@fredblogggs - "But passing a law that says a fruit is a vegetable doesn't make it so"
It doesn't need to, a vegetable is a part of a plant that is consumed by humans or other animals as food, and a tomato is a fruit (the seed-bearing structure in flowering plants that is formed from the ovary after flowering) that is eaten by people, so a tomato is a fruit and a vegetable.
And Facebook? Well, they provide a service to advertisers by publishing ads on the internet, so I think language and laws have some catching up to do.
P.S.: Do try my Fruit Salad, it's bitter melon, vanilla and chilli.
FARCEFACE is considered a service provider like an ISP. By law.
No. They are not. You might wish that, hoping you can force them to once again show the insurrectionist musings of your orange faced god, but there is such no law!
If you get rid of Section 230 like many conservatives want that still won't force them to bring back Trump. It will in fact require them to censor with a much heavier hand, or close down entirely, since they would bear liability for anything anyone posted on their platform.
For instance, if the Register was a US site without Section 230 they'd probably decide these forums were too big of a liability and not worth the risk of keeping around - if they wanted to keep them around every post would have to be approved by a moderator before being seen by others, and that moderator would be told to err strongly on the side of caution.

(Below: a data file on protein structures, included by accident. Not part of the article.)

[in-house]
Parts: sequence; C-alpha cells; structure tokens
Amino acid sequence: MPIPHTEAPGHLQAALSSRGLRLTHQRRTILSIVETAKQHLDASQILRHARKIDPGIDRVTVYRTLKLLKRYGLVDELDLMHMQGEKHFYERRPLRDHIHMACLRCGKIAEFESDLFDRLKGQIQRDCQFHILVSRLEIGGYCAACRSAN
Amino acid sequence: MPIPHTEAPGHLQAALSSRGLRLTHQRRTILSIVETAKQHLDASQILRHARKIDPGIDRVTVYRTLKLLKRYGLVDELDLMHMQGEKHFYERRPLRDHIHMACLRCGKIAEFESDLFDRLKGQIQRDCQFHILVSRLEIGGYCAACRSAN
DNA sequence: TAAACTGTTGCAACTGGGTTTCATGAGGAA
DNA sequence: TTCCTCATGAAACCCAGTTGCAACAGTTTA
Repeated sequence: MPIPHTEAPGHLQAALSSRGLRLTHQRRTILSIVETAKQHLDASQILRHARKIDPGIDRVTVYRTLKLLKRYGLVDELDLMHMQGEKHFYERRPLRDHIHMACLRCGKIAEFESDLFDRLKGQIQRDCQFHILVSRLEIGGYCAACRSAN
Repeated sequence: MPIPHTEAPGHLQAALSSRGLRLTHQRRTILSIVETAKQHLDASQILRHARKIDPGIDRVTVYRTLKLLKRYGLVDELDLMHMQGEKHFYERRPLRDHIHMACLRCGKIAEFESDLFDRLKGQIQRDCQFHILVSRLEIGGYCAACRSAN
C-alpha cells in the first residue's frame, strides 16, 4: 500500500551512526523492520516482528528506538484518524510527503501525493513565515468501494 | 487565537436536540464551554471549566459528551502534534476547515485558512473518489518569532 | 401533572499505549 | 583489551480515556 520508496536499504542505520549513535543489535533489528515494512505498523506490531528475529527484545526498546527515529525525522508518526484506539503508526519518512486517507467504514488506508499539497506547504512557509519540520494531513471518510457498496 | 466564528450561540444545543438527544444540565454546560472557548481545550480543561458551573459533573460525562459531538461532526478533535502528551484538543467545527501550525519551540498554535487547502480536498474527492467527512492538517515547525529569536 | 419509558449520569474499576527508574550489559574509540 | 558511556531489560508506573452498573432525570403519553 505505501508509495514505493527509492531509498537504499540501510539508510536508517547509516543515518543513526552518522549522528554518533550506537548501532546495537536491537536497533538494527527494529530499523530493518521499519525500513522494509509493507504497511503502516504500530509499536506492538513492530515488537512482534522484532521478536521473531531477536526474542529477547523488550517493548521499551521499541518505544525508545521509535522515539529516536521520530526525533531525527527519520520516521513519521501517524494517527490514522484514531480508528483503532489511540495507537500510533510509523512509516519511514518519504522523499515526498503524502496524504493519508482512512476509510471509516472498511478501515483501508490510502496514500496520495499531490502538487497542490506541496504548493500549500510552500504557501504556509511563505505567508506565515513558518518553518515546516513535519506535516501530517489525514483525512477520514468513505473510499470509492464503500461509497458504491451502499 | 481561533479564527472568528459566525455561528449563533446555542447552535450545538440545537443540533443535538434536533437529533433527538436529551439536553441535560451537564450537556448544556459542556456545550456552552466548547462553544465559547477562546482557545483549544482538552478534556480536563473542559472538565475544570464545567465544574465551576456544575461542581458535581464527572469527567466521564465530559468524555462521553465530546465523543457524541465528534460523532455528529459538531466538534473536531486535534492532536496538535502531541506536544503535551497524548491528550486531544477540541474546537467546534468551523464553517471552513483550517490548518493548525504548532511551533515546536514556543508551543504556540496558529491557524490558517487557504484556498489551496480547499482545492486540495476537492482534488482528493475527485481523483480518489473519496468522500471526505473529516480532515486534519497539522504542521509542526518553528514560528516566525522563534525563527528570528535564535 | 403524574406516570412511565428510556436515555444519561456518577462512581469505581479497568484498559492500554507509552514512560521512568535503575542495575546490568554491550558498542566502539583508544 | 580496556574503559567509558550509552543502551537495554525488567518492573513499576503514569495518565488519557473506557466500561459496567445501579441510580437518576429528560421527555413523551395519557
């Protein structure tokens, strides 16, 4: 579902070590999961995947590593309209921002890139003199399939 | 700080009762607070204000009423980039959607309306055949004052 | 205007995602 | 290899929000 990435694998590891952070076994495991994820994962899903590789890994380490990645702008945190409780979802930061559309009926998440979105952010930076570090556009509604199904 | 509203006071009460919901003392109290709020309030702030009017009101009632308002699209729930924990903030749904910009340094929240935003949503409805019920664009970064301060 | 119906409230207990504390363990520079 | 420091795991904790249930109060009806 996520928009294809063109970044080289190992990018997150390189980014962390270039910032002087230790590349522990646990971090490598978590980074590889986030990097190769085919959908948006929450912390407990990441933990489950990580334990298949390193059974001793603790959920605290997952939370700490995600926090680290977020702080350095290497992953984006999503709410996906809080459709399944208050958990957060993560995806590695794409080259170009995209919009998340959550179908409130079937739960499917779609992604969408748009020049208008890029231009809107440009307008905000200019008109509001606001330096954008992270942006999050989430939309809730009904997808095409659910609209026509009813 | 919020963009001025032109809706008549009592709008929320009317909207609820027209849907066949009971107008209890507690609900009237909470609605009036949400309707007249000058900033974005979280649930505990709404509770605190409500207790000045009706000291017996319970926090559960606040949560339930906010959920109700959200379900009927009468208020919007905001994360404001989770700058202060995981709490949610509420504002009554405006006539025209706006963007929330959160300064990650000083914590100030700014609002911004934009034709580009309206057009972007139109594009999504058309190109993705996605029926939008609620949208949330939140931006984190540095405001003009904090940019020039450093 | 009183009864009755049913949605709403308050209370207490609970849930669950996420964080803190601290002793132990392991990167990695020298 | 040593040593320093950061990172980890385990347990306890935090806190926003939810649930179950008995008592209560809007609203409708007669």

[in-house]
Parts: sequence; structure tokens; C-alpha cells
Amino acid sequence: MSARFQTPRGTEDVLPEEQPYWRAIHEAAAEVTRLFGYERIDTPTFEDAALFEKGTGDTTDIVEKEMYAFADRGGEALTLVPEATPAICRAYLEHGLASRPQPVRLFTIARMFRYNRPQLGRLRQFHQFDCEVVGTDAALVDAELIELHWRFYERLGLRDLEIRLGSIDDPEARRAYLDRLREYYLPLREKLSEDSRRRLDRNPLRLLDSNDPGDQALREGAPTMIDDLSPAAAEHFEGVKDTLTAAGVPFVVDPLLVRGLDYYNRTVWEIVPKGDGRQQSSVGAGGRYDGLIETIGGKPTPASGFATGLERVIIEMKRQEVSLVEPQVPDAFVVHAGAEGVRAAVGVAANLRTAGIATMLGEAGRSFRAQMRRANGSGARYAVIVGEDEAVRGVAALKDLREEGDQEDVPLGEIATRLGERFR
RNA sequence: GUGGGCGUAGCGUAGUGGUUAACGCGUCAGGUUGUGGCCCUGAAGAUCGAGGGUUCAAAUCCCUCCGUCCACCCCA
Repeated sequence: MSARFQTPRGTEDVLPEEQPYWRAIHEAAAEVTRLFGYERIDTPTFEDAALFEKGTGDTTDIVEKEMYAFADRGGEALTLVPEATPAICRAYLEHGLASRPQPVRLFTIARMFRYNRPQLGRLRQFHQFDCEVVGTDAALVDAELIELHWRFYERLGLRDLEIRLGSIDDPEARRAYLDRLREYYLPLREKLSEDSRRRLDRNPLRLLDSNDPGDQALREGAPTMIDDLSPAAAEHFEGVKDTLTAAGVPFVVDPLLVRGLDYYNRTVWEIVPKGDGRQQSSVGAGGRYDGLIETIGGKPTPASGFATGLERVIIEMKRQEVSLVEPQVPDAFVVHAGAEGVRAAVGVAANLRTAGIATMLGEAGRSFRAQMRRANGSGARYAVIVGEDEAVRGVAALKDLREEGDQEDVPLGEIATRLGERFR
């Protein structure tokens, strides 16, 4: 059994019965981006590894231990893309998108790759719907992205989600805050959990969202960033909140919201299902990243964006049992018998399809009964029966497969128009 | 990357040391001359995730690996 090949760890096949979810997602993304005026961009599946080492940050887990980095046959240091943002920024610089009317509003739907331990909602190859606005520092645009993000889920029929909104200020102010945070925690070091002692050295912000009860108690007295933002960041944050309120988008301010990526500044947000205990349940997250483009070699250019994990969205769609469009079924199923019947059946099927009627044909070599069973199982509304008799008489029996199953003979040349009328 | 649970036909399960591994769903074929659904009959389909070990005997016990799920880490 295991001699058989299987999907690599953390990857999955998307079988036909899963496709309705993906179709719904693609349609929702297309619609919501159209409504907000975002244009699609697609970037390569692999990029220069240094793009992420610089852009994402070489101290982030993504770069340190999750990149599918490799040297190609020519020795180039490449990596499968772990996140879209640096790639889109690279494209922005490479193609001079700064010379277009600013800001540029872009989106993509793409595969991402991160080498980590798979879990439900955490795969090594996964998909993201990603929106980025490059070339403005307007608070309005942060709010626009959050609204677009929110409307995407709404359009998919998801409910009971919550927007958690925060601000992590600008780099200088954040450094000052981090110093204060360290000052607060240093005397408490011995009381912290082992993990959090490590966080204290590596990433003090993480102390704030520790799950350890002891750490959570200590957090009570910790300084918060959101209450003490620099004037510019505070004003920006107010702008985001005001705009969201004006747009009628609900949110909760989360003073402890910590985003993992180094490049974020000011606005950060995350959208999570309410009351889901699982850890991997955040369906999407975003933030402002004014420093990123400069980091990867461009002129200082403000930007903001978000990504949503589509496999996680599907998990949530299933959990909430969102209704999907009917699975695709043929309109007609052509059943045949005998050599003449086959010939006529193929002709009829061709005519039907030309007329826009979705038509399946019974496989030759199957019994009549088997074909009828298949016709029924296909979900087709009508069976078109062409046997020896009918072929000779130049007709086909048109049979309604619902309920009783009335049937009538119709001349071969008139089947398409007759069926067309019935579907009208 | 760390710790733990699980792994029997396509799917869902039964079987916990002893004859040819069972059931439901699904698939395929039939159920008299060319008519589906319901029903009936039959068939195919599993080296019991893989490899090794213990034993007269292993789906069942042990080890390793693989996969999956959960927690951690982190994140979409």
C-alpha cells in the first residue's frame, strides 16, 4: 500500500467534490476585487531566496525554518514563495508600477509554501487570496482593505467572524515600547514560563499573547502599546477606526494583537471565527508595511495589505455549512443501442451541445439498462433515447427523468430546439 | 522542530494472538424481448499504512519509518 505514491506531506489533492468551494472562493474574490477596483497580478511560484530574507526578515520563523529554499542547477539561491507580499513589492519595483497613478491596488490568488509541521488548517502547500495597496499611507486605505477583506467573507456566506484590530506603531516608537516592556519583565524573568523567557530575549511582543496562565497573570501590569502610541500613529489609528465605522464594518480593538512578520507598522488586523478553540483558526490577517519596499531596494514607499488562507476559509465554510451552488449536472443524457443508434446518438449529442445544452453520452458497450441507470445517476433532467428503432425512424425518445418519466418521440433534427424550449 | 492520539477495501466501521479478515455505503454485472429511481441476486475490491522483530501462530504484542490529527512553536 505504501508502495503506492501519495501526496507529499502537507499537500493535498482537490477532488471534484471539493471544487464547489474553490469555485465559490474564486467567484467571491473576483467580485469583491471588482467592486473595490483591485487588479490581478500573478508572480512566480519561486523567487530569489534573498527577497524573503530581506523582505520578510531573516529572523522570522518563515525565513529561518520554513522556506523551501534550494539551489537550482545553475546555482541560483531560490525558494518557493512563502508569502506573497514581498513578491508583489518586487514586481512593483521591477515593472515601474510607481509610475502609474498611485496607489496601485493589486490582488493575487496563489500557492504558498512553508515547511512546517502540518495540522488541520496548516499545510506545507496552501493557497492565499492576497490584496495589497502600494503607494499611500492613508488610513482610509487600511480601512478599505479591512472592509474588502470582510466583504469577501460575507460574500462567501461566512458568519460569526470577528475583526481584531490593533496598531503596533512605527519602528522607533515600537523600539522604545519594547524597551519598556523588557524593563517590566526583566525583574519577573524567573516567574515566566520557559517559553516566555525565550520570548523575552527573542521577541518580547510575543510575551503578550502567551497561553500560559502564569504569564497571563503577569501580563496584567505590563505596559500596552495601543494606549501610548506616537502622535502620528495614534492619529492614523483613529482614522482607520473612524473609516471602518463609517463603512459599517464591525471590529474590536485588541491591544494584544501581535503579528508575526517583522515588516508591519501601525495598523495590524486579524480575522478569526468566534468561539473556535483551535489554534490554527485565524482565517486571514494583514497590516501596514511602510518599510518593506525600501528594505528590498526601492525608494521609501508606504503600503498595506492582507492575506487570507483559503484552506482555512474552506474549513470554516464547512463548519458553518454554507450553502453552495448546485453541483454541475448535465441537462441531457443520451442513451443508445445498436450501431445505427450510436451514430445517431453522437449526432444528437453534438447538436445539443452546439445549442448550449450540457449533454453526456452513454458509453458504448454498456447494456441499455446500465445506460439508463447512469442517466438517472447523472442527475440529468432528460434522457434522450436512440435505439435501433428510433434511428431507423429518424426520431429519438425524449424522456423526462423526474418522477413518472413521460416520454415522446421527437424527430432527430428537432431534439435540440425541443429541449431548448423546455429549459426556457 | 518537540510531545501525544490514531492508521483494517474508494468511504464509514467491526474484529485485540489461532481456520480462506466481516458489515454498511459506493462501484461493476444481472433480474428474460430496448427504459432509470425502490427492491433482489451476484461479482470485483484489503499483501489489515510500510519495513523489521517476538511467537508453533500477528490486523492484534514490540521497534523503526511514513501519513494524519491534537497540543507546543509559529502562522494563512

I think forums would generally fall under section 230, even on a publishers news site.
From a "Verge" opinion piece about section 230 -
> Sen. Ron Wyden (D-OR) and Rep. Chris Cox (R-CA) crafted Section 230 so website owners could moderate sites without worrying about legal liability. The law is particularly vital for social media networks, but it covers many sites and services, including news outlets with comment sections — like The Verge. The Electronic Frontier Foundation calls it “the most important law protecting internet speech.”
You make a correct technical distinction between "own" content (not covered by section 230) and internet publishing of others content (covered by section 230).
However, when Backpage was taken down and its prosecuted that created precedence setting limits on section 230.
And what were Backpage's crimes? Conspiring to sell hoes. So obviously Facebook had no choice (/s).